(upbeat music) - Data's been around forever. You know, who are the original data scientists? Well, the Mayans did a heck of a lot with data to figure out astrology, to figure out how to plant crops more efficiently. Ancient Indians did a great job, the Chinese have done a phenomenal job of using data in creative ways. We go to Copernicus and Kepler, who used data to figure out planetary orbits.
You know, you could call these people data scientists, somebody will say, well, what's the difference between a data scientist and a scientist? The genesis here now is we have the ability to collect data in powerful ways. We also have that ability to turn it into products and develop new things. What's interesting is if you're a scientist, a mathematician, a physicist, and you wanted to go into a business and say hey, I can add value, they'd say, sorry, you're a scientist. But somehow when you add the term data in front of it, now you can add value.
So part of this is instead of getting hung up on the term data versus scientist or data scientist and what are all these things, I wish we were in a world where we asked what skills could be provided to a problem. You have skills, this person has skills. What's the right type of team, if it was to come together, could unlock the potential of a data set or a set of problems through that disparate set of, you know, skills, technologies, and ideas? - [Interviewer] You're worried about the skill set, not necessarily the title.
- Right, well, the first thing I think that's really important is you don't need a PhD to do data science. You know, it's unbelievable how many times I see organizations, they're like, we need a PhD to do this. You don't. There are so many creative people that I have met who have no formal educational training, and just are brilliant. They've just figured it out on their own. The same way also people who go through formal training also have an incredible amount to offer, but often don't have a pathway into an organization.
And part of it is because they are viewed only as a scientist, and we actually started a program, it's called the Inside Data Science Fellowship Program, and it literally was, in a model of, for people like me, who tried to come into an industry and couldn't because we didn't know the vernacular. We didn't kow the style, or that. So we take six weeks, we take these PhD and academics, and we kind of train them in the sense of here's how you talk to a company. Here's how you work on a team, here's how you check in code, all these different things.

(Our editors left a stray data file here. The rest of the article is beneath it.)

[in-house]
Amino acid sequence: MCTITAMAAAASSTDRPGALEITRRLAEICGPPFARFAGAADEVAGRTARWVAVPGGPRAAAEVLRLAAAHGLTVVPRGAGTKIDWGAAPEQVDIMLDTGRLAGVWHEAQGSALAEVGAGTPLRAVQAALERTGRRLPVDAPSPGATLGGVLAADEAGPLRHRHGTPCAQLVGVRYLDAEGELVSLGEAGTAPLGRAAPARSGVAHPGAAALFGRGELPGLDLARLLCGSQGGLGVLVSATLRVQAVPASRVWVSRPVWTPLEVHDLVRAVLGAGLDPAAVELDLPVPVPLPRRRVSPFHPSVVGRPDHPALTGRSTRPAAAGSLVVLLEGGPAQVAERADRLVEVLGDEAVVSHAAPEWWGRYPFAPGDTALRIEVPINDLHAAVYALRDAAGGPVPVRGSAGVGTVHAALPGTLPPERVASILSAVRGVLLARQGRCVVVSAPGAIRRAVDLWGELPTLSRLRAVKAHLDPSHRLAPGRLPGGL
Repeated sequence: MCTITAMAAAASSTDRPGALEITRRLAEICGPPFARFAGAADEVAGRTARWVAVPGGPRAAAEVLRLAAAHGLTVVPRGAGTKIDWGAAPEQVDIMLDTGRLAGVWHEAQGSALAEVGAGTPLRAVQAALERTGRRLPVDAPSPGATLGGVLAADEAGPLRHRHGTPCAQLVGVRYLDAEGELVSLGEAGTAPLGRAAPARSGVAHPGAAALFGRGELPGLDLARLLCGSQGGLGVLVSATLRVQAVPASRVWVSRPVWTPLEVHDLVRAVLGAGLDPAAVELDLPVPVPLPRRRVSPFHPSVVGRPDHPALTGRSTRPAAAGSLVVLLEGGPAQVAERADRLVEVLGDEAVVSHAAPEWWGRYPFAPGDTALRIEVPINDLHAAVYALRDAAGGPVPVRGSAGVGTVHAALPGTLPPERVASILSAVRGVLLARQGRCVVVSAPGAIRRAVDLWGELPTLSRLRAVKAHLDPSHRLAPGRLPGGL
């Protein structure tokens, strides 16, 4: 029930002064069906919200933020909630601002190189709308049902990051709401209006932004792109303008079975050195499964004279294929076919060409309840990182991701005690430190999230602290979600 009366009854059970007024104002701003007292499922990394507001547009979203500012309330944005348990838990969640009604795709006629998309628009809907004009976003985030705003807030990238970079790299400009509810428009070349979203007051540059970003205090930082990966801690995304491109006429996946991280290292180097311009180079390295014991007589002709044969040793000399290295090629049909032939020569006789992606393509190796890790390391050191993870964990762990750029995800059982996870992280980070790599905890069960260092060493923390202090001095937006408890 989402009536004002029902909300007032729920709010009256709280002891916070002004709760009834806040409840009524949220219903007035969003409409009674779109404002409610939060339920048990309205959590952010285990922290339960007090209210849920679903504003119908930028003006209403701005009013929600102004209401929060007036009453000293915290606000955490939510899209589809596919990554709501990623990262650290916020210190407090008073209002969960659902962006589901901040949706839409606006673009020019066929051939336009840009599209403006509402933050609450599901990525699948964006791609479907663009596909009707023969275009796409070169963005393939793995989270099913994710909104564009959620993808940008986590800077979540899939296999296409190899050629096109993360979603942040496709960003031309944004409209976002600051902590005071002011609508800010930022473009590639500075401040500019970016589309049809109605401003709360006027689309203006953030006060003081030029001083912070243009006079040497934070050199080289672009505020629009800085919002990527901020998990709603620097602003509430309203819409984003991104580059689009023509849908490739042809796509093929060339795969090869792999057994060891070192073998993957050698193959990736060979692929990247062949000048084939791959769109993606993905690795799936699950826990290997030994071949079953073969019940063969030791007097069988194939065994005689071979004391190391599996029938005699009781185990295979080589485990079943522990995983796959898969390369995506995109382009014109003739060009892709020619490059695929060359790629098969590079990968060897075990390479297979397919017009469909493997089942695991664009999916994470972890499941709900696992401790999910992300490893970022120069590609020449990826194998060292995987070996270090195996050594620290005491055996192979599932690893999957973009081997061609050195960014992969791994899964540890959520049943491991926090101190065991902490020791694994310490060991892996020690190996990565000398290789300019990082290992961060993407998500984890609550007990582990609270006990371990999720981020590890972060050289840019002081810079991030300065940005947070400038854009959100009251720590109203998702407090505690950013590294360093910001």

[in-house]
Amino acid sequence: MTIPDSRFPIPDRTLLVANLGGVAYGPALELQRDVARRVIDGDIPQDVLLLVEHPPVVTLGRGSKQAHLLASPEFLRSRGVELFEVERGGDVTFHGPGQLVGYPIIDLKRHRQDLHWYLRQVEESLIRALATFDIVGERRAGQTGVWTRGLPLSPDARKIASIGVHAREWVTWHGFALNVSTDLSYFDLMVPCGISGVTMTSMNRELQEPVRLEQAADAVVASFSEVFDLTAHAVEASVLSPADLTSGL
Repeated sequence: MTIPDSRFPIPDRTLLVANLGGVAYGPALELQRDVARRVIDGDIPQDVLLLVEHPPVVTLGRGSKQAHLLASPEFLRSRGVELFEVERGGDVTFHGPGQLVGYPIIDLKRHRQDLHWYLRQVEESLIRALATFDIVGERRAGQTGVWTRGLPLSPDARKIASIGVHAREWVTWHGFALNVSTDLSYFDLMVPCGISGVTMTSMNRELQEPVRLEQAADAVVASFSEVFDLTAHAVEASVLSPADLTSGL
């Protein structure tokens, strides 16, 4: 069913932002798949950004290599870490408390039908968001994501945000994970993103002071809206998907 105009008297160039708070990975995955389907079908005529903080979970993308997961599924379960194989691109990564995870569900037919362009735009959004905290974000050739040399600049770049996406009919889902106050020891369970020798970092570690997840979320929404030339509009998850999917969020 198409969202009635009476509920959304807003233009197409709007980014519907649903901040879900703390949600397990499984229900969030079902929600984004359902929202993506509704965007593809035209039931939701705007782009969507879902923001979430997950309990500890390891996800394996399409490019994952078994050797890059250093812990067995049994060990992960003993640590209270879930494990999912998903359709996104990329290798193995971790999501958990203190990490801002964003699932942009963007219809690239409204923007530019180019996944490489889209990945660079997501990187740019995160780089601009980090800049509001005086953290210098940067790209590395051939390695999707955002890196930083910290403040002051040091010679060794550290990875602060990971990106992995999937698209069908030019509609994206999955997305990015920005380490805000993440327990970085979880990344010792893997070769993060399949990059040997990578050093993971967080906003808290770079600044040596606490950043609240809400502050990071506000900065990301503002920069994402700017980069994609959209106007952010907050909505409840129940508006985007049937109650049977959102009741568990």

And they get picked up like that. And they are so incredibly successful. People go, you do an amazing job of training them to be a data scientist in six weeks, and we're like, no. No we didn't. We just helped create the interface pipe between these two worlds. We created the Venn diagram overlap. And then once they're in, they're able to do the work and add value. What would that look like if we opened that up more broadly and we didn't say that's just true for data scientists, but that someone out of another liberal arts background or some other type of background, like, we didn't just say, well, you don't have an MBA.
What if we just said, you know what, you're just good. You're good, or we allowed you to partner with somebody who you're able to apprentice into something. That, I think, is a more powerful way to create not just good culture inside an organization, but to leverage the broader set of things that people can offer and make a richer, a problem more rich, a company more rich, because you're making the comprehensive skill sets of the universe bigger.